I tore open the center of a diaper and scooped out all the cotton with the granules in it into a bowl. Out of curiosity I wanted to see just how much water it would hold. I was hoping for two cups. It held NINE cups of water! That means I could use this stuff in 3-5 containers of plants, depending on the size. I was able to get diapers for .20 each so the cost wasn’t huge.

Using disposable diapers in your garden or in container plants, you can save a LOT of time because you don’t have to water nearly as often and the plants have a more even supply of water. You can even use these for plants that are already planted as I demonstrate in our disposable diapers in the garden video!

You can even use used diapers (GASP!), but not dirty ones. If you have diapers that have only urine in them, they are fine to use in the garden if you’re willing to mess with them. Some people are horrified at the thought, but consider this:

Gardening is an outside activity. Squirrels, rodents, dogs and cats and other various animals pee in your garden all the time, but it just goes back into nature. I’m assuming your baby doesn’t have some hideous disease that would make their urine more dangerous for you or your plants than the urine from these animals.

Nature has a wonderful process of using chemistry to convert various substances to other completely different things so if you use manure, compost (rotted food), or something with baby urine, even to grow food plants, it’s not like you’re eating manure, rotten food and urine! Good grief!

We have had a question about the safety of using these in your garden pots. I personally don’t have a problem with it. I didn’t use these in my vegetable plants only flowers. Use your own judgment regarding whether or not you want to use them with vegetables.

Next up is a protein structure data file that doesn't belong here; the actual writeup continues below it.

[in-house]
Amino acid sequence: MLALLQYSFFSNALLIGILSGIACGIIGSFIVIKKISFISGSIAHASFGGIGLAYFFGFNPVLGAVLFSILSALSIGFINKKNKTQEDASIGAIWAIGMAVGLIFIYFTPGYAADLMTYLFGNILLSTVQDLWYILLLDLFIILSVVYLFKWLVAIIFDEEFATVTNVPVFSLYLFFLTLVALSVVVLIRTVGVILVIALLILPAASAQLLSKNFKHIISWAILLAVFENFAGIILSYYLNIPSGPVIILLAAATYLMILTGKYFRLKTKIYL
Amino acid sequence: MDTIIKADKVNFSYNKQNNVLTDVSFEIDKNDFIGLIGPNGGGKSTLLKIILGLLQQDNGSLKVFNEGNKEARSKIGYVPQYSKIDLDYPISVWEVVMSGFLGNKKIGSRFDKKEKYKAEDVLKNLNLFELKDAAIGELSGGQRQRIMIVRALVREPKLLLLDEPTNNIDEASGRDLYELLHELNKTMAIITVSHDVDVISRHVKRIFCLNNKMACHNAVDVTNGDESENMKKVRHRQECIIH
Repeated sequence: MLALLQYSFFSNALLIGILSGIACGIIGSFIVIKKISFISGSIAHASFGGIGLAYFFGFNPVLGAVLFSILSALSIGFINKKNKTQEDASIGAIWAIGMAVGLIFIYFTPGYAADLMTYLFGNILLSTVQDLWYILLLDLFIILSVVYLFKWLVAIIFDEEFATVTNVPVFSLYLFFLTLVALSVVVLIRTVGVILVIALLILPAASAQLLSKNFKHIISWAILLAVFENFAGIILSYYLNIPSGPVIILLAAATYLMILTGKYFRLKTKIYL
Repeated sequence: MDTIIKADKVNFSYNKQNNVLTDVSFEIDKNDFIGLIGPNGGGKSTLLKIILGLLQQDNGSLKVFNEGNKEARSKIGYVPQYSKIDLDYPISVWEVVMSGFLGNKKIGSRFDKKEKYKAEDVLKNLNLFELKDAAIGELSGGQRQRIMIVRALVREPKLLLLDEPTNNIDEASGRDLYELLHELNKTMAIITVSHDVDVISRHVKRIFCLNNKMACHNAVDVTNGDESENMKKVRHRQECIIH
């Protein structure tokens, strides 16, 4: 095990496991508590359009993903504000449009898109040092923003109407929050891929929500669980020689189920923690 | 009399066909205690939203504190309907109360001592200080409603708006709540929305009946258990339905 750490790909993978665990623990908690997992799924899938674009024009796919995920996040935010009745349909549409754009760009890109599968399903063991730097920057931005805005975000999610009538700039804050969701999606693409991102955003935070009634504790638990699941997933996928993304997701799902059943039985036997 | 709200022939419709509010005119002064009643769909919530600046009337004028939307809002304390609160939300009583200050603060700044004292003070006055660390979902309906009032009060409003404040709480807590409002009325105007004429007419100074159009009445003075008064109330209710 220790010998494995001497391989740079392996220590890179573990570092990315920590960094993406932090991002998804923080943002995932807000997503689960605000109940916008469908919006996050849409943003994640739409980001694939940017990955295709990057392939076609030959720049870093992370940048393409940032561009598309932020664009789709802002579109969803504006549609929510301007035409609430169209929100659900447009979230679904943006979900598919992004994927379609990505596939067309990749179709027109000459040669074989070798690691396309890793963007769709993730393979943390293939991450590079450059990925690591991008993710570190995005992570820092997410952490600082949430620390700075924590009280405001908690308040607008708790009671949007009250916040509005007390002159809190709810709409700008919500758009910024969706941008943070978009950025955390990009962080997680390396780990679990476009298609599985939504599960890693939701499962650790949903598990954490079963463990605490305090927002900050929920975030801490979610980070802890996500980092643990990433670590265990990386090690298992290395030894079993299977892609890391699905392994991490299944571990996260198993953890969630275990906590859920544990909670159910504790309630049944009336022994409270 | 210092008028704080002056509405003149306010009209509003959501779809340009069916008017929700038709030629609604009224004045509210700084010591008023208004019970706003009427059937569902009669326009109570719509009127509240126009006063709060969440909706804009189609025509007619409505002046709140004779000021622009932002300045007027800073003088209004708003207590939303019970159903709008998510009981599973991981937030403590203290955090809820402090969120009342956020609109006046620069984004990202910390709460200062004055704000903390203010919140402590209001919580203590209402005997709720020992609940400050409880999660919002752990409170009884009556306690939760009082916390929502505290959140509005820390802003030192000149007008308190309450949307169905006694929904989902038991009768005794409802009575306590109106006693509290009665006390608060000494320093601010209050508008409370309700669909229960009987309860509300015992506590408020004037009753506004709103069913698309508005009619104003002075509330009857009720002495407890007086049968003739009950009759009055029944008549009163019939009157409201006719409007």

If you’re curious about the safety of using disposable diapers, here are some details:

  • The external liner for some diapers is plastic. It will not hurt the soil and the plants won’t eat it, so you can use the diapers and later, when you’re re-doing your garden, you can simply throw the plastic away.
  • Diapers also contain the water storing crystals, which break down naturally and harmlessly over time (and are also sold specifically for gardening with different packaging).
  • Some diapers also have cotton or wood pulp, which decomposes naturally. Some people are concerned about how these item are processed when diapers are made, but there seems to be little substantiated concern and if you’re using them in the garden, the environment provides several layers of “buffer” that will convert them through chemistry as I mentioned above, so I’m confident any substance that might have posed a minuscule threat would be neutralized.

Remember, Always Think Outside the Box!

Try this easy water saving tip to use fresh disposable diapers to help keep your container plants moist all summer. It works great and saves money!